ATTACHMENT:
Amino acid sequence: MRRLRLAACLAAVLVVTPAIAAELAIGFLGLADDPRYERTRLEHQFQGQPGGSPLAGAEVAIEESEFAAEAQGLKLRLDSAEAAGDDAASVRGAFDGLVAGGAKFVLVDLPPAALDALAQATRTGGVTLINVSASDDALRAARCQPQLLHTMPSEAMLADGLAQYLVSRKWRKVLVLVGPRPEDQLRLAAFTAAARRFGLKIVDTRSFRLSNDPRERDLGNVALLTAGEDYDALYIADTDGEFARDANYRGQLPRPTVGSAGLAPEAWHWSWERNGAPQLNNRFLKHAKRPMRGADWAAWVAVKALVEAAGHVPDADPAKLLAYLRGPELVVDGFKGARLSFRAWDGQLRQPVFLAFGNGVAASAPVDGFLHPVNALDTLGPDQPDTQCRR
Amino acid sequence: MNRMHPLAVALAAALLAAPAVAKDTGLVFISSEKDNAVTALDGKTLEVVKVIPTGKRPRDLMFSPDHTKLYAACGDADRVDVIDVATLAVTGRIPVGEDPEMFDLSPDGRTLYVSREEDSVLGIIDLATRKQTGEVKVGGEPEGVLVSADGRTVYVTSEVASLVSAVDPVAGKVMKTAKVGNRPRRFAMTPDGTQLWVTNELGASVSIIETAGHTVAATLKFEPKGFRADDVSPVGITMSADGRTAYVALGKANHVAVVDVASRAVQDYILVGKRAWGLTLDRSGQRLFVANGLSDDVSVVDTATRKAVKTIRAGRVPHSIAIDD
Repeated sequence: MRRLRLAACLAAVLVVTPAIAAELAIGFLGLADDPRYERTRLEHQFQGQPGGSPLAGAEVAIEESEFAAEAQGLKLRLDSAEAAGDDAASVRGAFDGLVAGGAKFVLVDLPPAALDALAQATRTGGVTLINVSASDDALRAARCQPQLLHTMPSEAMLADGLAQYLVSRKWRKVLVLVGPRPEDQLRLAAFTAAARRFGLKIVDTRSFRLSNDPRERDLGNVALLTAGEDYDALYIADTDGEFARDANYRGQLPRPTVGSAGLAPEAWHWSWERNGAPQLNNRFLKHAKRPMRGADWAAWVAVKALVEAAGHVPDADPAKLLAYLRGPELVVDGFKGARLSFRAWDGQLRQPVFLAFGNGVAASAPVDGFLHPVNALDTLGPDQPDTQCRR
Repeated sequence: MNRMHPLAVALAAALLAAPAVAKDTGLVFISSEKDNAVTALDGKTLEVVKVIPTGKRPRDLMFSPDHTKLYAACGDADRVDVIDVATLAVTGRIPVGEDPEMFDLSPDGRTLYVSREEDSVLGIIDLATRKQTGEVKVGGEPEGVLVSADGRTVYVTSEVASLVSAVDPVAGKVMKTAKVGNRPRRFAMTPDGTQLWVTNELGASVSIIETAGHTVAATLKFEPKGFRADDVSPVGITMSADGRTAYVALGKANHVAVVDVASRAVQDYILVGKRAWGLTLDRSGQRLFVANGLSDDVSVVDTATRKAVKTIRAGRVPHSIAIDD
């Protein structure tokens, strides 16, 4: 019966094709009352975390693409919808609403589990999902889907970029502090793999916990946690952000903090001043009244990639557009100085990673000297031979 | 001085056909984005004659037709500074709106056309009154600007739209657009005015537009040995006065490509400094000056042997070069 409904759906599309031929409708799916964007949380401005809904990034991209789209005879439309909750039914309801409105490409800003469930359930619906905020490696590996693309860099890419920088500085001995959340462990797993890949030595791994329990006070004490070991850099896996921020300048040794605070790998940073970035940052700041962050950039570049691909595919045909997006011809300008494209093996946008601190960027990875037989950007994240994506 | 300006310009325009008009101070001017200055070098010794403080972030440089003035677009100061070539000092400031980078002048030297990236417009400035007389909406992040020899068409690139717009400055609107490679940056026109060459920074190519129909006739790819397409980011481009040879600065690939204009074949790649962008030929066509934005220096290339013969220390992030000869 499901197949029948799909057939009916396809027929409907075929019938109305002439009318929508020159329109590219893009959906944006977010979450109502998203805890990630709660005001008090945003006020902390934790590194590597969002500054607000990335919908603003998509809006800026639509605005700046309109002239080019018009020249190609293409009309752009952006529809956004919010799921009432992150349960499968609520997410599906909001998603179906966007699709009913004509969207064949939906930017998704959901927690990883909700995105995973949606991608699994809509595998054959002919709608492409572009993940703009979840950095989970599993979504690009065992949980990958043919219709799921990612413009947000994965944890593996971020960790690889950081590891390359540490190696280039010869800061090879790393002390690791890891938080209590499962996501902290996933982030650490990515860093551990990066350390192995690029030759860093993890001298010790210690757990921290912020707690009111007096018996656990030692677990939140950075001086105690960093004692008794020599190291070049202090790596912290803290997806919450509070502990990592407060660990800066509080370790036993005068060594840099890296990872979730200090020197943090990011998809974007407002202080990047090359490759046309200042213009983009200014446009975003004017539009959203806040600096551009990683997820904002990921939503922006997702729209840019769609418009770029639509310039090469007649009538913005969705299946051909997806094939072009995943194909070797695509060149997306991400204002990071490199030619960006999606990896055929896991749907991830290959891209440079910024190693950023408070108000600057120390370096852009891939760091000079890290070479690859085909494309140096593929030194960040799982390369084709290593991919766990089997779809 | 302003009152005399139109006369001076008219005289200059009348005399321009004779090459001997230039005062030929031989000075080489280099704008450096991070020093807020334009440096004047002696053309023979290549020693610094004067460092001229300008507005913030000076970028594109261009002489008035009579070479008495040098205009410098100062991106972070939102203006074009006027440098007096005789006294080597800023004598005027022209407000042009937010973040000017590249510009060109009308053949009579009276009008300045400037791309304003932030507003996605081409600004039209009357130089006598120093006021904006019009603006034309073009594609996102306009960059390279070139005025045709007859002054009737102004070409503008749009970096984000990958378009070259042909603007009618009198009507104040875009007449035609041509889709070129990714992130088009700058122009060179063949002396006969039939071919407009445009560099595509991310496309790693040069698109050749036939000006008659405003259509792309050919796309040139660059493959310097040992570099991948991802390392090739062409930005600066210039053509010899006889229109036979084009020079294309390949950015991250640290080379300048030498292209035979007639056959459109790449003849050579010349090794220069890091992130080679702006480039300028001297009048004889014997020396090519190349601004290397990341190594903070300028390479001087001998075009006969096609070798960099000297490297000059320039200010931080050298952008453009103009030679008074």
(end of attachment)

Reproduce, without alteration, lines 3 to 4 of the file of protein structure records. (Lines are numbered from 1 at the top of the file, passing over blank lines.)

Repeated sequence: MRRLRLAACLAAVLVVTPAIAAELAIGFLGLADDPRYERTRLEHQFQGQPGGSPLAGAEVAIEESEFAAEAQGLKLRLDSAEAAGDDAASVRGAFDGLVAGGAKFVLVDLPPAALDALAQATRTGGVTLINVSASDDALRAARCQPQLLHTMPSEAMLADGLAQYLVSRKWRKVLVLVGPRPEDQLRLAAFTAAARRFGLKIVDTRSFRLSNDPRERDLGNVALLTAGEDYDALYIADTDGEFARDANYRGQLPRPTVGSAGLAPEAWHWSWERNGAPQLNNRFLKHAKRPMRGADWAAWVAVKALVEAAGHVPDADPAKLLAYLRGPELVVDGFKGARLSFRAWDGQLRQPVFLAFGNGVAASAPVDGFLHPVNALDTLGPDQPDTQCRR
Repeated sequence: MNRMHPLAVALAAALLAAPAVAKDTGLVFISSEKDNAVTALDGKTLEVVKVIPTGKRPRDLMFSPDHTKLYAACGDADRVDVIDVATLAVTGRIPVGEDPEMFDLSPDGRTLYVSREEDSVLGIIDLATRKQTGEVKVGGEPEGVLVSADGRTVYVTSEVASLVSAVDPVAGKVMKTAKVGNRPRRFAMTPDGTQLWVTNELGASVSIIETAGHTVAATLKFEPKGFRADDVSPVGITMSADGRTAYVALGKANHVAVVDVASRAVQDYILVGKRAWGLTLDRSGQRLFVANGLSDDVSVVDTATRKAVKTIRAGRVPHSIAIDD